Thursday, December 6, 2012

A New Cover for Murder at Zero Hour






Does anyone sense a theme here?  Anyway, my popular WWI mystery freebie is receiving a facelift.  The content is the same but book cover isn't. Once again, I feel a better cover will lead to more sales, er giveaways.

Wednesday, December 5, 2012

Lastest Book Update


 A working title has been selected but it's still subject to change.  I've also finished the book cover but won't be revealing that until the day of publication.

So far I've churned out over 75,000 words but the end is now in sight.  With just a few more chapters and a climactic ending to wrap everything up, it's nice to see the end of the tunnel.  I'll be looking for an end of winter release which is a little later than my original schedule.  I was hoping for a Christmas release, but time and other projects have slowed down my normally aggressive writing production.  With my wife finishing school, moving to a new house, various work issues, and my stereo hobby, I just haven't been able to devote the time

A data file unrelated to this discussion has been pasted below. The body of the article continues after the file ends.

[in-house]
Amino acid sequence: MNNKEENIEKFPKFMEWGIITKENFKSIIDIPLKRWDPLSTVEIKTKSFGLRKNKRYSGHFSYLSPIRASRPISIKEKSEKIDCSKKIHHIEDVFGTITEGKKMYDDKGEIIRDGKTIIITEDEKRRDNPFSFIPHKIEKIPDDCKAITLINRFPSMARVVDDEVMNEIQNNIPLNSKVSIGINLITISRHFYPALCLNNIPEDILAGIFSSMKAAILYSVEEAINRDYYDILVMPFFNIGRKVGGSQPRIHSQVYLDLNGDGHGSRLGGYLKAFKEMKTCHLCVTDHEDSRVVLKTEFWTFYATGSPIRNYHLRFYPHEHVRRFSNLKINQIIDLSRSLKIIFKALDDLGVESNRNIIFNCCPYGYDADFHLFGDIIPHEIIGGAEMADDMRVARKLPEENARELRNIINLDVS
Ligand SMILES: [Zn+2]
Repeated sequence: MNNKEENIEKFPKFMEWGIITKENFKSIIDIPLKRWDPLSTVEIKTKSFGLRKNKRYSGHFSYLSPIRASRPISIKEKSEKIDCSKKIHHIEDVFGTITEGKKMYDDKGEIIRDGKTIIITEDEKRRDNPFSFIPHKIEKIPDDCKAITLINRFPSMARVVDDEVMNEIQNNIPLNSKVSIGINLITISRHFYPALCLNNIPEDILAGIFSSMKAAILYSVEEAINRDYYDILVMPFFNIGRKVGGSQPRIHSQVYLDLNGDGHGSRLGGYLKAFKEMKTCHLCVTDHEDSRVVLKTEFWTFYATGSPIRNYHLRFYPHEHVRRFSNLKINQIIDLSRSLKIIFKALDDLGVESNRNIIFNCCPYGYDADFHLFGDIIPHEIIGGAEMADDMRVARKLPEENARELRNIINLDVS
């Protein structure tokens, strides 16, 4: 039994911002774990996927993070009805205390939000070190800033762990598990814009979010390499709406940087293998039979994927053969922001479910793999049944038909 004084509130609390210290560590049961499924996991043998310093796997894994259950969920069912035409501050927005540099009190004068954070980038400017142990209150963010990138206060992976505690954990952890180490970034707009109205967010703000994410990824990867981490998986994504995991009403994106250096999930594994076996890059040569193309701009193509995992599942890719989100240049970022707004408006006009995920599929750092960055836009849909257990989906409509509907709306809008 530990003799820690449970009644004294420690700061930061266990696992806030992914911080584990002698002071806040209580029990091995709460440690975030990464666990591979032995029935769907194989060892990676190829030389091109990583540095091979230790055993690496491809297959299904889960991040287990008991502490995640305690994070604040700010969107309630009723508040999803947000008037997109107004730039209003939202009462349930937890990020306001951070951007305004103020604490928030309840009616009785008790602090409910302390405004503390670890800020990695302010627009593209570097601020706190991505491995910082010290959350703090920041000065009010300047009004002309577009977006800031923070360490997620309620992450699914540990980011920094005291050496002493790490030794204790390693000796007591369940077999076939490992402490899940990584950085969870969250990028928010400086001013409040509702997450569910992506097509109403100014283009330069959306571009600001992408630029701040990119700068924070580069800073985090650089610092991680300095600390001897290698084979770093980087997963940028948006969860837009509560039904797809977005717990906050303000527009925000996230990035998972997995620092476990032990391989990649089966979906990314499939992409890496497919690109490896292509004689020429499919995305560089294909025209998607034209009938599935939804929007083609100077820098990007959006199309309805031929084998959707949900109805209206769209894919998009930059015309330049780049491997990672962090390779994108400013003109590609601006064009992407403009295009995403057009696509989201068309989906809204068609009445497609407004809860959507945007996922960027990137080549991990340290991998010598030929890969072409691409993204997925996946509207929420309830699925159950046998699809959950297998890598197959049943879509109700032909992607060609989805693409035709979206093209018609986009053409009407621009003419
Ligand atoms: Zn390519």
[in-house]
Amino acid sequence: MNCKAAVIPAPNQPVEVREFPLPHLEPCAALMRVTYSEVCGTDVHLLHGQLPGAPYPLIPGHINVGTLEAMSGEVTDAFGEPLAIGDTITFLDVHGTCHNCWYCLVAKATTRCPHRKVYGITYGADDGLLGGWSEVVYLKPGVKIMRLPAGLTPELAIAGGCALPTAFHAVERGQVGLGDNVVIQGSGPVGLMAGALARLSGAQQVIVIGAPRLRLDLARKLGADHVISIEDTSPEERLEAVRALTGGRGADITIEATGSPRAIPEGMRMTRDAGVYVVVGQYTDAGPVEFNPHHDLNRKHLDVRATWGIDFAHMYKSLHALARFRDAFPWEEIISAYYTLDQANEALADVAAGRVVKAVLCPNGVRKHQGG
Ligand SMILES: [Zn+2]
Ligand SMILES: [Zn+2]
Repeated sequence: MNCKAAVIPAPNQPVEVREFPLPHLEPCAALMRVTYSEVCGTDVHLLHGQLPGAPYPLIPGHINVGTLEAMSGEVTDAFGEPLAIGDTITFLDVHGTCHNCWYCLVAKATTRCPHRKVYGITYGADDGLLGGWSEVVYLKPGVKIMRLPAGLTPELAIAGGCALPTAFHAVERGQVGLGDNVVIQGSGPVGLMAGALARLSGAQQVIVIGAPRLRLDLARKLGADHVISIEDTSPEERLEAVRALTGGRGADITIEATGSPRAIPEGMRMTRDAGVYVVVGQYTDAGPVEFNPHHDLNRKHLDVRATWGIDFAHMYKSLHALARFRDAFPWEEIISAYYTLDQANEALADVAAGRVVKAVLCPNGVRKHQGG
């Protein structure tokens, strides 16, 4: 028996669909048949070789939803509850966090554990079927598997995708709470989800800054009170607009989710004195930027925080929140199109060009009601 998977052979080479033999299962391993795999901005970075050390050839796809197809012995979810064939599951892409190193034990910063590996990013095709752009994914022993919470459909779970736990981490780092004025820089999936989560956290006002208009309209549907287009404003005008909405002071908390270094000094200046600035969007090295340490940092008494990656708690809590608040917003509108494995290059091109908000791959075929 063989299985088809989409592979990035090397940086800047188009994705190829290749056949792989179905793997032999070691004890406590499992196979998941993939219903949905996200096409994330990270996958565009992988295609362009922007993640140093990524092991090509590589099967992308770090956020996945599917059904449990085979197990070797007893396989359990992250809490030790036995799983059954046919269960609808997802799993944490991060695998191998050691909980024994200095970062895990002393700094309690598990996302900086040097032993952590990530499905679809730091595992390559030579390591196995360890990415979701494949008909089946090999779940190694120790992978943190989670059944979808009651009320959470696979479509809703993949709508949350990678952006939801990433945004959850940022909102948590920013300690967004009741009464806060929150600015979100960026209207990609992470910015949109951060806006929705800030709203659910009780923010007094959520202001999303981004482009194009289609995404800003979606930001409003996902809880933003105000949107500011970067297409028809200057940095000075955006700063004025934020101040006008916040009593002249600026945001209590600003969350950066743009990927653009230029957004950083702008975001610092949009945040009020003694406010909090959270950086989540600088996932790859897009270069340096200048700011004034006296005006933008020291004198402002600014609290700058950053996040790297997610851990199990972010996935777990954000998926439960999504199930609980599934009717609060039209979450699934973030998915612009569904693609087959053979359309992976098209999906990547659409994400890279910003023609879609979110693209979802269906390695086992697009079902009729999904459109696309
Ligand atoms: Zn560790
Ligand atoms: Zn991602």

Returning to the subject of book covers, I've decided to revamp a few of mine.  Since my one bad experience of waiting impatiently for an artist to finish his work, I've always done my own using modified public domain pictures.  This worked for historical novels, but no so much with my works set in more modern or future times.  I've since taken to scouring Dreamstime for pictures and drawings that fit what I see as representing the words inside my books.  The cost is quite affordable - much more than I expected - and it ended up being way cheaper than paying someone to do the work.  I still do the layout and font work using iPiccy and Microsoft's PowerPoint.

Check out this blog post for more background on the process of using PowerPoint.

A New Cover for Horror America